Tomas Berdych and Milos Raonic, St. Petersburg’s #1 and #2 seeds are the clear favorites to take the title.
2015 ATP Metz and St. Petersburg Preview and Predictions Steen Kirby, Tennis Atlantic
The ATP World Tour returns with the start of the European fall indoor hard court swing. A pair of 250s are up this week, one in Metz, France, and the other in St. Petersburg, Russia, as that event returns after being absent from the tour calendar last season.
ATP World Tour 250
September 21-September 27, 2015
Prize Money: €439,405
Top 4 seeds (who all receive first round byes) (ATP ranking in parentheses)
1: Stan Wawrinka (4)
2: Gilles Simon (10)
3: Jo-Wilfried Tsonga (17)
4: Guillermo Garcia-Lopez (31)
Two top 10 players, and three top 20 players gives Metz a quality field for a small indoor 250 at this point in the season.
Kohlschreiber had a successful outing in Davis Cup for Germany over the weekend as he went 2-0, but the former Metz finalist has had a down season at the ATP level thsi year. Additionally, he may have to fight fatigue and jet lag as he’s coming back from the Caribbean with Davis Cup duty. Millman is a talented underachiever who won a pair of challengers over the summer and can play solid tennis at times, Peppo is still the favorite, but this match has some upset potential.
(6)Martin Klizan vs. Paul-Henri Mathieu
PHM is playing on home soil, and veteran who relies on solid ballstriking is a relatively solid player indoors. He recently reached the final in Kitzbuhel on clay over the summer, beating his opponent Klizan in the process, and qualified for the US Open. Klizan comes off a 2-0 result in Davis Cup and has an indoor h2h win over Mathieu in Rotterdam (2013, 3 sets) but he’s a streaky player who can ball bash well, or struggle mightily. Depending on what version of Klizan will show up, he’ll either advance with ease or lose in an upset in this matchup of contrasting styles.
(WC)Pierre-Hugues Herbert vs. Sergiy Stakhovsky
The US Open doubles champion Herbert recently reached his first ATP title in Winston-Salem, and on home soil with a big serve, he’s a danger to the serve and volleyer Stakhovsky. Stako reached the third round of the US Open and a recent challenger final however (in Istanbul), so his form appears good. An inspired PHH could rock the boat this tournament, and with a recent h2h win over Stako, I have him winning against him again.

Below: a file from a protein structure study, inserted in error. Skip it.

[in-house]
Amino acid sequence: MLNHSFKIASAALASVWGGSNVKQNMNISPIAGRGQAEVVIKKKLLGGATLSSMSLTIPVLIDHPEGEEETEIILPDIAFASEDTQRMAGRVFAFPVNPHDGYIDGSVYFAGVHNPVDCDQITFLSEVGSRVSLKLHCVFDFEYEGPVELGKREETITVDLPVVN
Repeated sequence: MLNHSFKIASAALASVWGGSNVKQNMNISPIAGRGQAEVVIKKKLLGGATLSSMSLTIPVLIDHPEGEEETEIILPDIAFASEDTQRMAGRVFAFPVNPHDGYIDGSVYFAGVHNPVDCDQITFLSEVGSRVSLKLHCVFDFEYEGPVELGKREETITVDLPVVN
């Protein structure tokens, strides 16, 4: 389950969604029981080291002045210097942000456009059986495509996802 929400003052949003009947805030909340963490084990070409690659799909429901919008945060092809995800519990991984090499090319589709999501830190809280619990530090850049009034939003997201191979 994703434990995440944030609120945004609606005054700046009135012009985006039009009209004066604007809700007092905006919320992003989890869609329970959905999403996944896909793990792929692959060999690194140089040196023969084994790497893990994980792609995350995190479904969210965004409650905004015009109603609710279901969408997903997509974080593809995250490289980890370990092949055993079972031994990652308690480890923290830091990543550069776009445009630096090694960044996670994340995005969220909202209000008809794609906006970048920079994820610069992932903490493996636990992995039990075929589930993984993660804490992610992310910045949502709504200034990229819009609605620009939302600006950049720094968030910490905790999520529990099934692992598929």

(8)Fernando Verdasco vs. Alexander Zverev
Verdasco is just 2-5 since Wimbledon, and he risks dropping that number to 2-6 at the hands of the young gun Zverev. The teenager had a successful summer and qualified for the US Open among other good results. His indoor game isn’t as good as his clay court game, but the big hitting Verdasco has struggled to find rhythm and I’m going to go with an upset and pick Zverev, who is on the upswing of his career, while Verdasco is clearly heading downhill.
Stan Wawrinka was pushed to five sets in his DC singles rubber against the lower ranked Thiemo De Bakker on Friday, but the Swiss #2 is unlikely to have much trouble getting past the first couple of matches in Metz. Wawrinka is 42-13 on the season and also reached the semis of the US Open most recently. Look for him to get past a serve and volleyer in his first match, either Rajeev Ram or the big serving Dustin Brown, who also comes off of DC duty, and then past Kohlschreiber for a spot in the semifinals. Stan the Man is 2-0 in the h2h, and should not only be in better form, but also be fresher than his German counterpart. Both players have elite one handed backhands and it’ll be a fun matchup if it takes place. The Kohlschreiber/Millman winner faces either Belgium’s Davis Cup hero Steve Darcis, or dirtballer Paolo Lorenzi in round 2 with the serve and volleying Darcis likely too tired to make much of an impact this tournament.
Two-time Metz champion Jo-Wilfried Tsonga was excellent at the US Open, where he reached the quarterfinals, and the aggressive Frenchman tends to play well indoors, and at home. The fan favorite is placed in a weak section that will feature either a qualifier or Pablo Carreno Busta in the round of 16, and by ranking #7 seed Adrian Mannarino in the quarterfinals. Nicolas Mahut, the other half of the winning US Open doubles team, could prove to be a bit of a dark horse if the serve and volleyer can get his game together and beat a struggling Federico Delbonis (a loser of 5 straight matches) and Mannarino, who has been streaky this season. All of the French players are fan favorites at home, but Tsonga is a clear favorite to reach the semis for a likely matchup against Wawrinka. I have Mahut slipping past Mannarino, though it’s hard to tell with Adrian.